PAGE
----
NGO Seeks Relax In Contract Bidding Procedures To Allow Women participation

Funmi Lawrence


A Non-governmental Organisation (NGO), Public and Private Development Centre (PPDC) have advocated for the removal of impediments from public procurement processing to enable women to participate in contract bidding.


Miss Ifeoma Onyebuchi, Programme Director, PPDC, said this at a news conference in Abuja on Thursday.


Onyebuchi said that if the social-cultural economic constraints that impeded women were removed particularly in procurement processing, it would have a spillover effect not only on women’s financial capabilities but also in their political participation.


She said that a study was carried out through a project implemented in Kenya, Nigeria and Malawi which brought women together with the aim of fostering open government through women participation in public procurement.


“To this end, an in-depth review of existing laws, policies and government initiatives was undertaken to determine the gaps and make suggestions on best approaches to promote gender equity.


“Findings from the research indicated that women are often sidelined in the public procurement process.


“This is as a result of various factors ranging from lack of access to information, technology, cultural bias and lack of understanding of the contracting process,” Onyebuchi said.


She commended the Ekiti State government for its equal opportunity law of 2013 which gave 30 per cent appointive positions to women.


Onyebuchi advised the Federal Government and the other states to take a cue from Ekiti State.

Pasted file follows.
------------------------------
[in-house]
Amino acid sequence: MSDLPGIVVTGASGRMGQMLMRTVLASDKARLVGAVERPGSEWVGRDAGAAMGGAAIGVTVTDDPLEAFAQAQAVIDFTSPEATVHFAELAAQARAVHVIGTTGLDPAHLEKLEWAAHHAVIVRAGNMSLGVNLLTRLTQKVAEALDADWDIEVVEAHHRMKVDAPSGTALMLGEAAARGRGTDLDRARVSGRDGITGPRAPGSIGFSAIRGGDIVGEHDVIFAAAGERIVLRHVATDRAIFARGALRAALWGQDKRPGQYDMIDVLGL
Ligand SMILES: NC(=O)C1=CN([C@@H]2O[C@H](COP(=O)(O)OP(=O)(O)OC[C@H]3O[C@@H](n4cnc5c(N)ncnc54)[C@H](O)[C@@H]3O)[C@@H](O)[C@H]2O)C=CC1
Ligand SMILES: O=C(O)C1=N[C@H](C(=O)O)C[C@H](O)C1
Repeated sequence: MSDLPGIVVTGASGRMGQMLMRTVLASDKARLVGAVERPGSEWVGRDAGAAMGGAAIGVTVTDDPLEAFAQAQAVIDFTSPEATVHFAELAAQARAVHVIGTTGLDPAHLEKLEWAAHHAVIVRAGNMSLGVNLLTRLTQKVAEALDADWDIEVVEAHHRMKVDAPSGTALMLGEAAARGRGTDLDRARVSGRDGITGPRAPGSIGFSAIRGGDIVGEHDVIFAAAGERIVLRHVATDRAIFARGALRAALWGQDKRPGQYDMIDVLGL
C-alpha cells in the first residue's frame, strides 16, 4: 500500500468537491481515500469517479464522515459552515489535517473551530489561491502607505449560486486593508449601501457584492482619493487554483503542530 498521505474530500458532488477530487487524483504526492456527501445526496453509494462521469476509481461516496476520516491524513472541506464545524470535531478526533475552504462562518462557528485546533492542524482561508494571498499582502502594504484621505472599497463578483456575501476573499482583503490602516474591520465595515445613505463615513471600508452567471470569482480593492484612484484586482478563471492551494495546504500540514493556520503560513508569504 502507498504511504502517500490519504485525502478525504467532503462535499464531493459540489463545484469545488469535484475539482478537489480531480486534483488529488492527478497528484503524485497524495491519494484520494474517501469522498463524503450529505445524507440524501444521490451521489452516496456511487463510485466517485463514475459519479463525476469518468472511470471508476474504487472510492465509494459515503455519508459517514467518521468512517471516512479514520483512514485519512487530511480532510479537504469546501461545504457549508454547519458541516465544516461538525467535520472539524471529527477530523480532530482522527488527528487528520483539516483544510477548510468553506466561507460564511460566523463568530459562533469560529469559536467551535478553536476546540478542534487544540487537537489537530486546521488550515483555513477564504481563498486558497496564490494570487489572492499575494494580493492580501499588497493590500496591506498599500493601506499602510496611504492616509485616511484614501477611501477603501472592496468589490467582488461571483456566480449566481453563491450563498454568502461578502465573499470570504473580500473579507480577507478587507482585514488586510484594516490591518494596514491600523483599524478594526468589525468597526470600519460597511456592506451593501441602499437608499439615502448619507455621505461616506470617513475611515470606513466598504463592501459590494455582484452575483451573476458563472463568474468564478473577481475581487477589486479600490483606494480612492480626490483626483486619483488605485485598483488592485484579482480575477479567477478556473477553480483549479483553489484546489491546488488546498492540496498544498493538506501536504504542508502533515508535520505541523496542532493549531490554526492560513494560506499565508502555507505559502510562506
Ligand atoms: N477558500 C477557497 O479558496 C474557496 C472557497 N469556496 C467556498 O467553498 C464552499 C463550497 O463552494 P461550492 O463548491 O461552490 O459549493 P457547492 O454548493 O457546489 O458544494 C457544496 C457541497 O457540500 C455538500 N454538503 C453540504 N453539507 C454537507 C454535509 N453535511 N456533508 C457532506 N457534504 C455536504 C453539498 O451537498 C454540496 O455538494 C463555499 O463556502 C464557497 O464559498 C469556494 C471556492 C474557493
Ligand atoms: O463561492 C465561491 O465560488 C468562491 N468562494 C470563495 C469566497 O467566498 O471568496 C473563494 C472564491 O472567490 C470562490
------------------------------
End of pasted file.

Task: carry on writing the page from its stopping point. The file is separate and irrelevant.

She further advocated for the reduction and waiver of tax rates on small businesses to help them thrive and bid for contracts.


Mrs Ndidi Okafor from the FCT Independent National Electoral Commission (FCT-INEC) lamented that the number of women participating in politics was decreasing.


Okafor said that in the 2019 elections, only a woman was elected as councillor in the six area councils of the FCT.


She said women should arm themselves with wisdom, education finance and technology so that they would be able to match the men thereby favourably competing with men in the polity.


Okafor also called for capacity building initiatives and programmes to empower informal sector women to form cooperatives.


She called on NGOs and Civil Society Organizations to educate women at the grassroots and dialogue with government to amend laws to apportion certain percentage to women in the contracting process.


Okafor urged government to assist with bidding for contracts and as well.

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